1 April 2011

Brussels, beer and buildings

I was in Brussels this week. Trying to solve damp problems in my flat there. One of my ceiling lights had to be repaired as well, so went to www.autre-lumiere.com on the Avenue Louise. A great lighting shop. 

Around the corner, major works were going on to transform a block of old buildings of the former Brasseries d'Ixelles into apartments.

The pillars of the former entrance looked vaguely fifties. I looked it up and found this photo when this was one of the bigger beer brewers in Belgium. (see www.brasseries-d-ixelles.be for more info). 

If you want to see building history which will soon disappear again, go there now. The ceiling of the fifties entrance had been knocked through and revealed remains of old plaster ceilings of the 19th century (if you don't know my love for plaster, have a look at my earlier blog: plaster is great stuff)

I tried to work out why the old ceiling would have had a caution written on it that this was private property. Had the room been knocked through to become an entrance earlier on? No, trained eye told me that the ceiling cornicing would have been too plain for a ground floor room: it was probably built as a small passage way to the back of the building.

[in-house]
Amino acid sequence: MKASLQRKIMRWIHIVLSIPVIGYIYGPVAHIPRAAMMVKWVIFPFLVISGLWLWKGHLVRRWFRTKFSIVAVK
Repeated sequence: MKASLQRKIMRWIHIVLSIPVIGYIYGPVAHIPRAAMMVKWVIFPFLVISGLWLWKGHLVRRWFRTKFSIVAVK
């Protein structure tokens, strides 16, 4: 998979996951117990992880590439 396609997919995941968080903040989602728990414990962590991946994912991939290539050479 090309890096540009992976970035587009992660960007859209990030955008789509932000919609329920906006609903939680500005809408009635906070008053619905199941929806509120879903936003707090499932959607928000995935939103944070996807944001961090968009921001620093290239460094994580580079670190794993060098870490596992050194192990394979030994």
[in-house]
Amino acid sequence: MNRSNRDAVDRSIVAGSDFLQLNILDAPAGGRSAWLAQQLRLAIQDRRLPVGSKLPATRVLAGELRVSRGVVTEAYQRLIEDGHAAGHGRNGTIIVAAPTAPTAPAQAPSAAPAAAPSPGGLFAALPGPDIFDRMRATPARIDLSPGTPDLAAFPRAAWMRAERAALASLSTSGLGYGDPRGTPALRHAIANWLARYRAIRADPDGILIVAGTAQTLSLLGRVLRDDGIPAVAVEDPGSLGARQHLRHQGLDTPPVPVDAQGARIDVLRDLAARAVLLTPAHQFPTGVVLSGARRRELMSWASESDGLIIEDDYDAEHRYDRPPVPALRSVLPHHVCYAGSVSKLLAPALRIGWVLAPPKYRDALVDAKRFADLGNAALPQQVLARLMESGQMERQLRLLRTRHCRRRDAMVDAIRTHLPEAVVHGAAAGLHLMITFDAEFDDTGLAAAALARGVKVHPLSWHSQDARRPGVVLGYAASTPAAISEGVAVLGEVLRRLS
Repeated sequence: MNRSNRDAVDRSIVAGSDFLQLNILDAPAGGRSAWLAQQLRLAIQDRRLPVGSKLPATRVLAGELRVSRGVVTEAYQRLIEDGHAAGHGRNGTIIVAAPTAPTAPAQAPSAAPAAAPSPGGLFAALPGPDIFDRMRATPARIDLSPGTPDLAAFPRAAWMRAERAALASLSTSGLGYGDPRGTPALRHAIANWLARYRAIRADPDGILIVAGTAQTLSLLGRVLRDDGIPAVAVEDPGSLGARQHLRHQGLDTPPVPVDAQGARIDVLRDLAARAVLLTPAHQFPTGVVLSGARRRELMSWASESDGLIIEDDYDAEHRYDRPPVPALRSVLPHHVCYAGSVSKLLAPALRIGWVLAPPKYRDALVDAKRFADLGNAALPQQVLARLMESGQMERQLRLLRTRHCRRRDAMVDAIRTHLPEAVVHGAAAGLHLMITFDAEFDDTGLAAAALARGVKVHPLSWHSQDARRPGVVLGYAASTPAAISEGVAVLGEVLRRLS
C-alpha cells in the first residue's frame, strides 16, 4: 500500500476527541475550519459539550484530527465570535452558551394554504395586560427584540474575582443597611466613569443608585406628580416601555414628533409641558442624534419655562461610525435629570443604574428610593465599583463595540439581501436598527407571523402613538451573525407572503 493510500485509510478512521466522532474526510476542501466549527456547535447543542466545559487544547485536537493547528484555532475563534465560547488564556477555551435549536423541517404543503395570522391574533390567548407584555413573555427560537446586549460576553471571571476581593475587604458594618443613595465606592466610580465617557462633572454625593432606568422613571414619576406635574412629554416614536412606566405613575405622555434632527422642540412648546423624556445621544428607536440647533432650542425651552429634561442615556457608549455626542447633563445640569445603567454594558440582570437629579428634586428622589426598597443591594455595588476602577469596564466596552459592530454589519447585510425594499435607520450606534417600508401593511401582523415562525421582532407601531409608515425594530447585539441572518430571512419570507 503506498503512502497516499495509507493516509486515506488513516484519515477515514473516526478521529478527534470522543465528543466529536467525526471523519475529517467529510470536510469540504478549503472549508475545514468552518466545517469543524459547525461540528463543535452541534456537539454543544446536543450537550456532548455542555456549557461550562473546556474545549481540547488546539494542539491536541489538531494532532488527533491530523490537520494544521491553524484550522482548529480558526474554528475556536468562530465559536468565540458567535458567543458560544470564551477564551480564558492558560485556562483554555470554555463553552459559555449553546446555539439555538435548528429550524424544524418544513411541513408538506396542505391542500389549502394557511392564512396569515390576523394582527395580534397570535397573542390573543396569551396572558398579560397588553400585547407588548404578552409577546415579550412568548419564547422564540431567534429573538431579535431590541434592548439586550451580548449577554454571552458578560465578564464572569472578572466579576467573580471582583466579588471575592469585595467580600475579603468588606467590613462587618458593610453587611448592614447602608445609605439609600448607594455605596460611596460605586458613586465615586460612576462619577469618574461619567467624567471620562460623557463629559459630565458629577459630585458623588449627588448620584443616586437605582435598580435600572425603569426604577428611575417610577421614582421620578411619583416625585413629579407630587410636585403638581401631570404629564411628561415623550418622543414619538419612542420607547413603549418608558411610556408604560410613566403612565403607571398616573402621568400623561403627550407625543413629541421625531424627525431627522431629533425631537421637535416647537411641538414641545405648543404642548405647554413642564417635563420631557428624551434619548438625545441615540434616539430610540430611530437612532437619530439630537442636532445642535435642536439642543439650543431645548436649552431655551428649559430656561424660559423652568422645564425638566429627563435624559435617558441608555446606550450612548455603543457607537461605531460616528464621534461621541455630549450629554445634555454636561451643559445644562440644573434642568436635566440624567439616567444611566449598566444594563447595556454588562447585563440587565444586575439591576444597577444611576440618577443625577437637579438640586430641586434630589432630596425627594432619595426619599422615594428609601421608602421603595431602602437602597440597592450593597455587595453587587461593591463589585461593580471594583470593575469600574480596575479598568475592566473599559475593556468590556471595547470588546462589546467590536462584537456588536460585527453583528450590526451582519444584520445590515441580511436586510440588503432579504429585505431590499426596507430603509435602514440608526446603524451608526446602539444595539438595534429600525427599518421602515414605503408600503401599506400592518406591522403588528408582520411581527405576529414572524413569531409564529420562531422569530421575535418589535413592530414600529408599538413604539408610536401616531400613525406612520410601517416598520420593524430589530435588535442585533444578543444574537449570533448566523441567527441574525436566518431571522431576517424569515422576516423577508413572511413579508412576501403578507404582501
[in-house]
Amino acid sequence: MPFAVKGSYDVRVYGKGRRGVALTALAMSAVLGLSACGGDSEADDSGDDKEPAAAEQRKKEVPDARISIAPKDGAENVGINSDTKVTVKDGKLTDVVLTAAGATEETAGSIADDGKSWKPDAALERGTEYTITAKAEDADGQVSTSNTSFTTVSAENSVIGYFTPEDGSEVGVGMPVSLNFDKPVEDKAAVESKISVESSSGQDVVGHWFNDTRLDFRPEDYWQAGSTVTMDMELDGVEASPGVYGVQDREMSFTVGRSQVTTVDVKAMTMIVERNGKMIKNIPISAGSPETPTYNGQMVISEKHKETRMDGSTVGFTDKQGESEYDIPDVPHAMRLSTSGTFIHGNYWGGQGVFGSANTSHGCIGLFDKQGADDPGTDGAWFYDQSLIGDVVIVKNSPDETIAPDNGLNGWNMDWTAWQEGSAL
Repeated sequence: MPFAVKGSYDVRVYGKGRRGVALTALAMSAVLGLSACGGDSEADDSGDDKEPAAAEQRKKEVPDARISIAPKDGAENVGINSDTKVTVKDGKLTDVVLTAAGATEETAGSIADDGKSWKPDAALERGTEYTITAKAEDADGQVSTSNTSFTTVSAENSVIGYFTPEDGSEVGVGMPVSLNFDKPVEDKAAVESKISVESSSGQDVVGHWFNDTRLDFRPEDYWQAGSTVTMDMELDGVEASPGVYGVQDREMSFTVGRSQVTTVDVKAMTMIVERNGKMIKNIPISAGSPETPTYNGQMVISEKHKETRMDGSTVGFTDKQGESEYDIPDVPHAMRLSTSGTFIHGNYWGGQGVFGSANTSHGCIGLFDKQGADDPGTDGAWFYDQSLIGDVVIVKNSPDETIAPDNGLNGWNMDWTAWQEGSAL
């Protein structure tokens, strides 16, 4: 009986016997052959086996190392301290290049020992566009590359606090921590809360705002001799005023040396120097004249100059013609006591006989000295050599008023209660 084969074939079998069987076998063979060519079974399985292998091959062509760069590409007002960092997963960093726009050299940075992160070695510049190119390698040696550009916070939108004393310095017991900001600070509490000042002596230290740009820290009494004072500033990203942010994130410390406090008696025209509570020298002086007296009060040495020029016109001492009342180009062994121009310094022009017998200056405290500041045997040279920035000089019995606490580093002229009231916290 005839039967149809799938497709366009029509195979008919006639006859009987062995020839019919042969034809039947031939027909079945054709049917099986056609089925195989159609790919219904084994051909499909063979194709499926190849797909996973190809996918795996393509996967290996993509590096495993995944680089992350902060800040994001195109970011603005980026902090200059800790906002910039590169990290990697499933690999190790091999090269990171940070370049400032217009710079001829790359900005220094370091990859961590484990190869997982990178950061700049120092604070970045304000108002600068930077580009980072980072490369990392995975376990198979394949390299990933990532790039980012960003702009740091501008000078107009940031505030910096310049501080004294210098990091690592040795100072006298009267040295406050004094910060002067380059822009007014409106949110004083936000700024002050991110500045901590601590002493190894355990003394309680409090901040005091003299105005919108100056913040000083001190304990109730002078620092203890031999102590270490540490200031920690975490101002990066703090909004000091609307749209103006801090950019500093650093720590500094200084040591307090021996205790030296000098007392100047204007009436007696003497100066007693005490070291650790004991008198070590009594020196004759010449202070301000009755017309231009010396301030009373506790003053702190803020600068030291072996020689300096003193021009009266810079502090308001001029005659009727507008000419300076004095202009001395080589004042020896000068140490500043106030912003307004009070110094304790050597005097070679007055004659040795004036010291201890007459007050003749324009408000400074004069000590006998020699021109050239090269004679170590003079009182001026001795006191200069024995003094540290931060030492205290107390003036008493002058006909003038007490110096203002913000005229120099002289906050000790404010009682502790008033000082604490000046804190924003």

The ceiling on the other side of the entrance looked like that of a room. It must have been used to widen the entrance before or after the war. 

Belgians are still pretty careless with their architecture. These sort of 'improvements' still happen today. The concept of paying lip service to an old building by retaining the front facade but knocking everything else down is referred to as fa├žadism. The Wikipedia definition has a photo from Brussels to explain it.
Here another peek of the ceiling history, soon to disappear again.

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